Picture Credit: EU’s European Interoperability Centre
IAI believes that management failures-by-design (FbD) [NO, not the band on YouTube here] represent “anti-innovation.” Car and Driver reported that General Motors and Toyota had their massive scandals. Now it’s Volkswagen’s turn– the owner of 70 percent of the U.S. passenger-car diesel market systematically cheated on diesel-emissions tests. From 2008-2015, VW falsified emissions reports on 11 MILLION “clean diesel” vehicles and now VW admits “emissions issues” on its Audi vehicles too (the Verge reports)!
It’s time for clean fuel vehicles with accurately reported, independent emissions testing ! The industry response is uneven, to be sure but with some meaningful progress. In contrast, ANL and IC plus a number of commercial enterprises like Tesla, GM, Ford (improving the 100 mile range Focus should be where small car production should remain in the US- more anti-innovation), Mercedes (new line!), Jaguar, and Toyota (for example) are innovating to address the challenges associated with developing improved vehicle drivetrain designs, use of new materials, employing cleaner fuels, adopting adaptive manufacturing and pioneering better processes to support our Green planet’s transition to a cleaner, more sustainable transportation future. The transport sector now accounts for about a quarter (7.3 Gt) of annual global energy-related CO2 emissions (32 Gt), yet at 3.5%, it has the lowest renewable energy usage of any major component, confirmed by the UN “Care for the Climate” report and C2ES reports that of transportation energy use by mode that 59% comes from light vehicles and 22% from trucks.
Take note, and check your biases at the door, researchers from the Chinese Academy of Sciences and Shaanxi Normal University just forecasted in ScienceDirect that road transportation energy consumption in China is expected soar 50% in the five years from 2015 to 2020 ! (226,181.1 ktoe -2015 to about 347,363 ktoe-2020- twice the EU then and a third above the US and FOUR times India). The EIA, DOE Oak Ridge and the Sustainability Journal have a wealth of information available.)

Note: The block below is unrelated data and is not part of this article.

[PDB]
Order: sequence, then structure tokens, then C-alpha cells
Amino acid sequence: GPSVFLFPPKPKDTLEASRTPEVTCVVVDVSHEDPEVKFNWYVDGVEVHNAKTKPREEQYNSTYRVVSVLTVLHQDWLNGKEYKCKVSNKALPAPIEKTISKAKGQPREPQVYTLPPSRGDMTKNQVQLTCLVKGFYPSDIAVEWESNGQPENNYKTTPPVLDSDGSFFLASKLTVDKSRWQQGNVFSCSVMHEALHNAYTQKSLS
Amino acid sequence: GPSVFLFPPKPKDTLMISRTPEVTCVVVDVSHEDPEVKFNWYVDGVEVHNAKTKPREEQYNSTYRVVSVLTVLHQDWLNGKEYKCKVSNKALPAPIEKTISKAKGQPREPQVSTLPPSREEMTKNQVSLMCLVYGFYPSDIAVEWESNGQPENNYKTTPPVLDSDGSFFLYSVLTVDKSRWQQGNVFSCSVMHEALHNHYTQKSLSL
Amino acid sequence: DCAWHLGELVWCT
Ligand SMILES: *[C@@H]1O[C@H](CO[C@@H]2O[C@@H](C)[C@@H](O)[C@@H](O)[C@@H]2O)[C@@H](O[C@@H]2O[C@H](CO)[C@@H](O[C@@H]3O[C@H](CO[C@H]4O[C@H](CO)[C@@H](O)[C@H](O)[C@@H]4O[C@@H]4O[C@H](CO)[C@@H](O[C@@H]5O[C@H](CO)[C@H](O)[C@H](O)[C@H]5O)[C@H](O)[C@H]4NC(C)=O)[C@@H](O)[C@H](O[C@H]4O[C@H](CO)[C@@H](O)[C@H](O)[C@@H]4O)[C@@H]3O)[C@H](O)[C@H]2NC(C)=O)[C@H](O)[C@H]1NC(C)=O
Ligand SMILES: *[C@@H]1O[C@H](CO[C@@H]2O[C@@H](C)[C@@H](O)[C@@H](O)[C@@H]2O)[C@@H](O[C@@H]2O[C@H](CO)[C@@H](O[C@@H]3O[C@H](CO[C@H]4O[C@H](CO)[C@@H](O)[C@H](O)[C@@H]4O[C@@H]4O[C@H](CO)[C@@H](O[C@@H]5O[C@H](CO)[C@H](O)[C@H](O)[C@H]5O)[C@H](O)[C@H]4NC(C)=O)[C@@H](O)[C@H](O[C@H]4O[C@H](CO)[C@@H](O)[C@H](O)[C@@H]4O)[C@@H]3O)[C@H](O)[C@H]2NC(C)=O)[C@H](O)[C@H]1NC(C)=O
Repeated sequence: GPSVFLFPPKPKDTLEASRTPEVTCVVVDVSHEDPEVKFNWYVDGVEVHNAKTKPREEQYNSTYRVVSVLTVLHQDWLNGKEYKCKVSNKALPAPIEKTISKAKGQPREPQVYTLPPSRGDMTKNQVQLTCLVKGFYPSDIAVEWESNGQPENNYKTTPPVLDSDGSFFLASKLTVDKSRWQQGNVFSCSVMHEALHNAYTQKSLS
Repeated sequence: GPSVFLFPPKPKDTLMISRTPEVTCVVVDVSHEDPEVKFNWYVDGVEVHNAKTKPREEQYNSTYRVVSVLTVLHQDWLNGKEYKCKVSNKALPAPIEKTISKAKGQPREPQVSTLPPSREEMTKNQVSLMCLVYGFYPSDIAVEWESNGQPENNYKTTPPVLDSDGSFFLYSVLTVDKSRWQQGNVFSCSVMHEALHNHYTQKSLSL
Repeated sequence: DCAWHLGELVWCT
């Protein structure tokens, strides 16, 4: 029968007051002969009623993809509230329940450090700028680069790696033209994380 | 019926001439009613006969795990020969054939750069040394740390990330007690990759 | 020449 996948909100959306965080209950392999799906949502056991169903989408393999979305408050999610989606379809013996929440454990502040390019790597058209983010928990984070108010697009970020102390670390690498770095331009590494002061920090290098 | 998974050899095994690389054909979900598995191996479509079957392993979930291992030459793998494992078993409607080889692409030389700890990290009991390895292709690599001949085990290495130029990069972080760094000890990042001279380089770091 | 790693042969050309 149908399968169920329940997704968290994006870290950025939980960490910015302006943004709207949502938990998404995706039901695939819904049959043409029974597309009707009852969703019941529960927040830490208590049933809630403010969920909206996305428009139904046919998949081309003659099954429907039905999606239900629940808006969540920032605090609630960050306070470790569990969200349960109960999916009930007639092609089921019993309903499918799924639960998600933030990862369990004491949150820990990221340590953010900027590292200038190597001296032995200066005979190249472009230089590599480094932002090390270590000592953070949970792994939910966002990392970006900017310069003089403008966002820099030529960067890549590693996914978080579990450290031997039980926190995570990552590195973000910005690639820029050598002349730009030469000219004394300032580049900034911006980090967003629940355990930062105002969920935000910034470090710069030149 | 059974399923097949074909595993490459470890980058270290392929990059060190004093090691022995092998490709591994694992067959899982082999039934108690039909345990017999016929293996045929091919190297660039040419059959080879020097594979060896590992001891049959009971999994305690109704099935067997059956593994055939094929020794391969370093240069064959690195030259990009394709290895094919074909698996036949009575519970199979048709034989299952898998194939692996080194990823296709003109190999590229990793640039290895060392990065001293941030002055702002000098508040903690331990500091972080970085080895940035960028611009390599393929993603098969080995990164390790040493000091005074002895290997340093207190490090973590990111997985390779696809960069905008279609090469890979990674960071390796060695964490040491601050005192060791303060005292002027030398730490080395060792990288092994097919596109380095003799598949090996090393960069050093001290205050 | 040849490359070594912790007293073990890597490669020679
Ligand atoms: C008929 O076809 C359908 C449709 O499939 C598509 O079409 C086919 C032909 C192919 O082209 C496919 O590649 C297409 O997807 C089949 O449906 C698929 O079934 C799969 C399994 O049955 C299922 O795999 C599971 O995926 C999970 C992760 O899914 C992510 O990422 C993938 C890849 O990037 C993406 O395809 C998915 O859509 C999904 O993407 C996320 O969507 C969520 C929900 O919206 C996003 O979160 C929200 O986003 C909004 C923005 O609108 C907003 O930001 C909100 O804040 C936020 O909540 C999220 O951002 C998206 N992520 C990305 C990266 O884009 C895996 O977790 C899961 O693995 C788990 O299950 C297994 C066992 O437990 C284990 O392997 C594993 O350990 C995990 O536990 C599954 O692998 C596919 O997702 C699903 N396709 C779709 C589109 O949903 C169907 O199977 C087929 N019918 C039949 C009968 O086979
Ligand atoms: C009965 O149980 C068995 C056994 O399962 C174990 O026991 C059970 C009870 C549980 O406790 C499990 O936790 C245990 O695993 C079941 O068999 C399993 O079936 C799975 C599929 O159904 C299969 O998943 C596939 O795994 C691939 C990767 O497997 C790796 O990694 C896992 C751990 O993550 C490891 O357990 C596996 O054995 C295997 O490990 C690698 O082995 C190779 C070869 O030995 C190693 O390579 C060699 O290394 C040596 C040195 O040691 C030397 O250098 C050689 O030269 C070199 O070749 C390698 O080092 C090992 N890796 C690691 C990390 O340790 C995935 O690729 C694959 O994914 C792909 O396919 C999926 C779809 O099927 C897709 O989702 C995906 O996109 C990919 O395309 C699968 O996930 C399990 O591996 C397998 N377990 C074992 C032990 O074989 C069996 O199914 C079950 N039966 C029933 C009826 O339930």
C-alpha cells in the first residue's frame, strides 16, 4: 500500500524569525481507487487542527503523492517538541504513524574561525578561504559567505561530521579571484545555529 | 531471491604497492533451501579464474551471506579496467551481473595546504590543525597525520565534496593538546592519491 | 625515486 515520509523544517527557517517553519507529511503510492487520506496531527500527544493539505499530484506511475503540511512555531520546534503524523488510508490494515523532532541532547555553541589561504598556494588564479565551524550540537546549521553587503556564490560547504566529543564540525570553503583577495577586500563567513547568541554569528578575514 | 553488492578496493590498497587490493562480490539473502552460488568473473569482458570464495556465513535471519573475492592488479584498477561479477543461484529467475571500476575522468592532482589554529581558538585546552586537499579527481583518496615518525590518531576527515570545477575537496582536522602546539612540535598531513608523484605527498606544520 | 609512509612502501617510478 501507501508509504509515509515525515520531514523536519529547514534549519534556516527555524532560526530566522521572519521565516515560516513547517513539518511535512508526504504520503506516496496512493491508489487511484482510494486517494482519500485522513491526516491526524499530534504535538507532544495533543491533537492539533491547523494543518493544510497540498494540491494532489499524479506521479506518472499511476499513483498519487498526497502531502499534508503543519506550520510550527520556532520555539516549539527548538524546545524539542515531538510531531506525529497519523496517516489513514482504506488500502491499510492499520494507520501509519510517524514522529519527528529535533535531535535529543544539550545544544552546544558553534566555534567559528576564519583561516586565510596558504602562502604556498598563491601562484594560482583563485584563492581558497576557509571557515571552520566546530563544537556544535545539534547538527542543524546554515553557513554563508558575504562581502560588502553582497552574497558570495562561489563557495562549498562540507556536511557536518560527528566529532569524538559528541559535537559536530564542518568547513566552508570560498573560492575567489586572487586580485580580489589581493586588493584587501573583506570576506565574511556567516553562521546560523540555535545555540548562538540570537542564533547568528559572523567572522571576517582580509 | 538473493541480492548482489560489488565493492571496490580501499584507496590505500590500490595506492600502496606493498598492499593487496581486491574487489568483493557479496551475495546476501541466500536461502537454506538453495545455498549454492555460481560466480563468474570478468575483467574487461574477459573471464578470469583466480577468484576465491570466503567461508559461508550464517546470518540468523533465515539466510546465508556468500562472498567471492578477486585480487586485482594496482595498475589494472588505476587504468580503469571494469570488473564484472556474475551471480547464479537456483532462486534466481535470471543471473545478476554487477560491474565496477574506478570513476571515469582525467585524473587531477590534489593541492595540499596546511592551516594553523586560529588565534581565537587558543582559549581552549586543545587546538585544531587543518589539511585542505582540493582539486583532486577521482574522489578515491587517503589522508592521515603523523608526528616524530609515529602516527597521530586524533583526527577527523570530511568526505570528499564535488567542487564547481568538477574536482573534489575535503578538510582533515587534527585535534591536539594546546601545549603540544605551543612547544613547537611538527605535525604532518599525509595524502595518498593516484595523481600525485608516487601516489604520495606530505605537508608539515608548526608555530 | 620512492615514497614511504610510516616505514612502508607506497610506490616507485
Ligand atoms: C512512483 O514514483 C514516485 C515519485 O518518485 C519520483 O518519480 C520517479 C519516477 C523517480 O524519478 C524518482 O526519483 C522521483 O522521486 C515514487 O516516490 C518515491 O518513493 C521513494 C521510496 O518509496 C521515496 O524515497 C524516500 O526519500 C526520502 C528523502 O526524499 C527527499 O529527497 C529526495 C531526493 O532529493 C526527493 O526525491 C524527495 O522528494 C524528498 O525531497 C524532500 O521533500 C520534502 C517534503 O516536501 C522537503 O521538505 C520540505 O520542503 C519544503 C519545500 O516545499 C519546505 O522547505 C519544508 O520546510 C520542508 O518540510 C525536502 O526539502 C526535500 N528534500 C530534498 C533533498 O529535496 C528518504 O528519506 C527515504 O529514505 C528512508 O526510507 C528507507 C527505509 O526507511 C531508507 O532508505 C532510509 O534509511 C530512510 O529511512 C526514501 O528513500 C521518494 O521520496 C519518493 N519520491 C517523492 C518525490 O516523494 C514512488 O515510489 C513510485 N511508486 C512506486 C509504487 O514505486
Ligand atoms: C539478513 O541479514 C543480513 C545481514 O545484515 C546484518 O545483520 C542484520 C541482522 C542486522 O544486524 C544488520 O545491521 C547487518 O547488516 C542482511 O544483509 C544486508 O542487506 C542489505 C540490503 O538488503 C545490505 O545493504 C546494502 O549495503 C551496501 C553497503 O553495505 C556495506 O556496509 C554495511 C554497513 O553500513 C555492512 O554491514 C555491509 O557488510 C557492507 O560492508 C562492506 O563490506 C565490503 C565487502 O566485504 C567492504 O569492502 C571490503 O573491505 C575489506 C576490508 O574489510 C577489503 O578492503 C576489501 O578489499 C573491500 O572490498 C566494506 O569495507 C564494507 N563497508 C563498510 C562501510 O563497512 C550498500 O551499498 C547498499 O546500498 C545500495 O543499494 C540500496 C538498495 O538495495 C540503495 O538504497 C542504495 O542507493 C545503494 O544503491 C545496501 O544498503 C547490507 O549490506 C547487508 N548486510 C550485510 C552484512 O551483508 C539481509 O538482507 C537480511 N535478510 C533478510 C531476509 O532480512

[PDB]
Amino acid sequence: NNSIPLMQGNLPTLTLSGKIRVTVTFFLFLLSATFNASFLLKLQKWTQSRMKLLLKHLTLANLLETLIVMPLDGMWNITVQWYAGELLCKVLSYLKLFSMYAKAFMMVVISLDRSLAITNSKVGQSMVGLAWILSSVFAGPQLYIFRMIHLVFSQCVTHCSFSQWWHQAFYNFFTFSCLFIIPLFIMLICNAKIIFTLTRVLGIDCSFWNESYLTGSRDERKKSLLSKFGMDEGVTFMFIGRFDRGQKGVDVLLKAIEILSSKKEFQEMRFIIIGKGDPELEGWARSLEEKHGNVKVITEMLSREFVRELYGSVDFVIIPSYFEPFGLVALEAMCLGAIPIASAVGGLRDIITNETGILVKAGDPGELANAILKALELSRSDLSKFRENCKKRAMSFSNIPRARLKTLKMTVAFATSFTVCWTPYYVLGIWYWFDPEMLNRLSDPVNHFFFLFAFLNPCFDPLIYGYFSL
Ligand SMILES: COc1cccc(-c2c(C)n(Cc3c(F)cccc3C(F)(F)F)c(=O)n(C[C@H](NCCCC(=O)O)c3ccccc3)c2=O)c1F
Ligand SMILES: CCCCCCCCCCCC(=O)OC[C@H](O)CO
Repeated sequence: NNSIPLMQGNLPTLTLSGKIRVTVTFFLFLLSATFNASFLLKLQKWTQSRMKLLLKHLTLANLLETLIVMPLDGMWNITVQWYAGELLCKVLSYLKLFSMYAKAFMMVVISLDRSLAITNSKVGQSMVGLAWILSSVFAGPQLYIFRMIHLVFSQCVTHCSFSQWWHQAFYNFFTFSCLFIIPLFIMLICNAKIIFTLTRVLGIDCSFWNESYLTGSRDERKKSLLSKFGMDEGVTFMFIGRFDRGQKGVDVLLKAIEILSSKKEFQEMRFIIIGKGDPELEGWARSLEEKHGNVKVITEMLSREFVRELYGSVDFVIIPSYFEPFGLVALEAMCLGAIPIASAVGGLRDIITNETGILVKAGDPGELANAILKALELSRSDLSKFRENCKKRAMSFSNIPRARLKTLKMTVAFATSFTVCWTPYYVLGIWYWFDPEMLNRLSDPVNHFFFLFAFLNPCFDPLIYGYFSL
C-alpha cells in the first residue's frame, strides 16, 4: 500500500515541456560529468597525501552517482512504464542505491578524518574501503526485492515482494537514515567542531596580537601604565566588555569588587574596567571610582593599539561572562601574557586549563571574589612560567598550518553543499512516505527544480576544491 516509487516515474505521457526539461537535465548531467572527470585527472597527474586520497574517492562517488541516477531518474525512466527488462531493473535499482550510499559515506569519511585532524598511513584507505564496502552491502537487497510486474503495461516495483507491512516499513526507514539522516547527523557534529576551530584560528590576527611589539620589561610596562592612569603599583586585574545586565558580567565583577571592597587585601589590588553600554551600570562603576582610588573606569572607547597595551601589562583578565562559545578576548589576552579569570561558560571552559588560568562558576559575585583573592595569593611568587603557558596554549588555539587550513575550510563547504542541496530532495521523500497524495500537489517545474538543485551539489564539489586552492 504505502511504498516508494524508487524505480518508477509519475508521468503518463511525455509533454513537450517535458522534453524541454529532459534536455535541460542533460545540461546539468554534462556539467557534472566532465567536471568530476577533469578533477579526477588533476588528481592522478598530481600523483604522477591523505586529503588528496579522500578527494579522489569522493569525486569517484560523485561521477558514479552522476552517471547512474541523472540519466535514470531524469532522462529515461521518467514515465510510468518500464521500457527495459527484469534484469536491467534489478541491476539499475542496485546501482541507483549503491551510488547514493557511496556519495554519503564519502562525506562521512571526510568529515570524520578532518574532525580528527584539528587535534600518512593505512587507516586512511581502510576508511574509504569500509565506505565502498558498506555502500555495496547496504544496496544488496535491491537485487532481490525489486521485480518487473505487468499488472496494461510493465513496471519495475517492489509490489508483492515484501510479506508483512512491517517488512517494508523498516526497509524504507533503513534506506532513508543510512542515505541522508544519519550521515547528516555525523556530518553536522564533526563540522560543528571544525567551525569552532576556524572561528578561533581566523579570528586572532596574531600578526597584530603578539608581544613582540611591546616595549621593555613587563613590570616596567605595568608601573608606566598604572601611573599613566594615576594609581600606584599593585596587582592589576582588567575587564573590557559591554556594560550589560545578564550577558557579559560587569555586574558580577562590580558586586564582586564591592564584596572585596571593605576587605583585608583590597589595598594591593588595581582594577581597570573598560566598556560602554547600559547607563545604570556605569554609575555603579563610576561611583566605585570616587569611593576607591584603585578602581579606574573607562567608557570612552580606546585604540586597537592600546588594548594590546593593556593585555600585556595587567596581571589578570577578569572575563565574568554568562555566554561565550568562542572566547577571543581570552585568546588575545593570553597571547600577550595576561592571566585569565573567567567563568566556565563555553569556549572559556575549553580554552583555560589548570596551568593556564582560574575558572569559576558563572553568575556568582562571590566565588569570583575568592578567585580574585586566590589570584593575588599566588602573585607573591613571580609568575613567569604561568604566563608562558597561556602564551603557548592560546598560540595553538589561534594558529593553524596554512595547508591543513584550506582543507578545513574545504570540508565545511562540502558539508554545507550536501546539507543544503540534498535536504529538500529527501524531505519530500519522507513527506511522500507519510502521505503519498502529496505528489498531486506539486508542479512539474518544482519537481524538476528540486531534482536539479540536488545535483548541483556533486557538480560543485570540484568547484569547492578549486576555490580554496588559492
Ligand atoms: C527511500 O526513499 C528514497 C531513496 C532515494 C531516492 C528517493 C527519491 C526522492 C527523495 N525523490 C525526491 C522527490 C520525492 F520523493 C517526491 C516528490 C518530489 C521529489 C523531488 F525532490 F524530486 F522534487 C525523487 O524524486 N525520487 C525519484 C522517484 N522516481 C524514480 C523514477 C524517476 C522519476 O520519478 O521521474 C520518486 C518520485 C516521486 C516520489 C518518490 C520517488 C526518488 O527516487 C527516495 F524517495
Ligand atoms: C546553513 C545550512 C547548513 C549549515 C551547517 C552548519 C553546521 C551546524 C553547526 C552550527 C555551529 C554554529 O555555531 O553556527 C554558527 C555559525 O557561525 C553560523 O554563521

With a quarter century record of over 600 collaborations, ANL appears to represent a compelling partner for transportation mobility entrepreneurs (ANL Innovation link here). DOE has finally begun to engage in cross-lab collaborations to increase innovation efficiency. An August 2016 collaboration between DOE’s Bioenergy Technologies Office (BETO) and Vehicle Technologies Office (VTO) and brings together DOE national laboratories and industry stakeholders to simultaneously conduct tandem fuel and engine research, development, and deployment assessments.
Argonne National Laboratory, one of the U.S. Department of Energy’s national laboratories for science and engineering research, employs 3,400 employees, including 1,400 scientists and engineers (75% doctorates). Argonne’s annual operating budget of a three-quarters of a billion dollars supports over 200 research projects. At a recent conference in Ispra, Italy, researchers discussed the “e-mobility” market, transportation electricification, and the importance of transnational vehicle, grid and system interoperability.
Transportation Energy Analysis: automated vehicles, connectivity and sensor-based infrastructure and a;dvanced vehicle powertrain configurations;
Vehicle Systems Energy Modeling and Research: developing vehicle-level control algorithms to minimize energy consumption (ECons) and is complimented by next-generation vehicle research on ECons from environmental conditions, driver use profiles and fuels at ANL’s Advanced Powertrain Research Facility (APRF);
Picture Credit: ANL Advanced Vehicle Research
EV-Smart Grid Interoperability: engaged in Electric Vehicle (EV) standards development to ensure they are universally interoperable, reliable and simple to charge and working with the EU’s European Interoperability Center since 2013;
Engines and Fuels Optimization: relying on high-performance computing capabilities (via the Argonne Leadership Computing Facility) CTR is evaluating technologies for improved fuel efficiency; the study of renewable and alternative fuels and the characterization of engine particle emissions and catalysis;
CONTACT: Ann Schlenker, Director, Center for Transportation ResearchPhone: 630-252-5542 or Email: firstname.lastname@example.org
As a non-footnote, but topic for a future IAI blog, Argonne just opened up the exciting I3:
Integrated Imaging Institute (2016): I3 opened recently and now “offers a broad suite of powerful imaging and data analytics capabilities to scientists, providing structural, chemical and functional information from the atomic level to the macroscale.” Argonne’s Integrated Imaging Institute (I3) seeks to build on Argonne’s position as a world leader in experimental and computational imaging science by promoting an integrated, top-down approach to scientific discovery and understanding through imaging.